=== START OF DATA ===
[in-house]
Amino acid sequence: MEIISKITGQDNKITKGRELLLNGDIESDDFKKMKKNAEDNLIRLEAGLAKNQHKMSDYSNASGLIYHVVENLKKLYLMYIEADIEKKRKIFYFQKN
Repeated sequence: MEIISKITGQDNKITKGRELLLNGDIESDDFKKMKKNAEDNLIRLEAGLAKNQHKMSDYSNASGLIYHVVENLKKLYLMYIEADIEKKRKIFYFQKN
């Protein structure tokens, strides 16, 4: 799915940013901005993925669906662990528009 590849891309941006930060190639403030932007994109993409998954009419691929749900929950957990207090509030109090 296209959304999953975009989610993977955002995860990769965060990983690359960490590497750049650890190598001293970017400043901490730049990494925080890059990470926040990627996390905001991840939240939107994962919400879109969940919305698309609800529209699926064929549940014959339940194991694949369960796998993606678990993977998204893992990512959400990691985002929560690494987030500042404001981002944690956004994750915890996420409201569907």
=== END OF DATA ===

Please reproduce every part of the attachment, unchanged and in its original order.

[in-house]
Amino acid sequence: MEIISKITGQDNKITKGRELLLNGDIESDDFKKMKKNAEDNLIRLEAGLAKNQHKMSDYSNASGLIYHVVENLKKLYLMYIEADIEKKRKIFYFQKN
Repeated sequence: MEIISKITGQDNKITKGRELLLNGDIESDDFKKMKKNAEDNLIRLEAGLAKNQHKMSDYSNASGLIYHVVENLKKLYLMYIEADIEKKRKIFYFQKN
């Protein structure tokens, strides 16, 4: 799915940013901005993925669906662990528009 590849891309941006930060190639403030932007994109993409998954009419691929749900929950957990207090509030109090 296209959304999953975009989610993977955002995860990769965060990983690359960490590497750049650890190598001293970017400043901490730049990494925080890059990470926040990627996390905001991840939240939107994962919400879109969940919305698309609800529209699926064929549940014959339940194991694949369960796998993606678990993977998204893992990512959400990691985002929560690494987030500042404001981002944690956004994750915890996420409201569907």